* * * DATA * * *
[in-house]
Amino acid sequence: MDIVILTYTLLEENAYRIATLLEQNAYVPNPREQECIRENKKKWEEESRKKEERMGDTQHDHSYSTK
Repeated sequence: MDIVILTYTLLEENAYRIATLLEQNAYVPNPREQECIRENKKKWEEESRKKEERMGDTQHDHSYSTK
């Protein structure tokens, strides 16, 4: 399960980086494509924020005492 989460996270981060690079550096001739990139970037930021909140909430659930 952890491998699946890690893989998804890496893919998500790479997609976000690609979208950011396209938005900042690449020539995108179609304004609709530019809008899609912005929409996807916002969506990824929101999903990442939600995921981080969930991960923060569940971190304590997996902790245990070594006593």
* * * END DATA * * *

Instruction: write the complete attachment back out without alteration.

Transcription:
[in-house]
Amino acid sequence: MDIVILTYTLLEENAYRIATLLEQNAYVPNPREQECIRENKKKWEEESRKKEERMGDTQHDHSYSTK
Repeated sequence: MDIVILTYTLLEENAYRIATLLEQNAYVPNPREQECIRENKKKWEEESRKKEERMGDTQHDHSYSTK
């Protein structure tokens, strides 16, 4: 399960980086494509924020005492 989460996270981060690079550096001739990139970037930021909140909430659930 952890491998699946890690893989998804890496893919998500790479997609976000690609979208950011396209938005900042690449020539995108179609304004609709530019809008899609912005929409996807916002969506990824929101999903990442939600995921981080969930991960923060569940971190304590997996902790245990070594006593």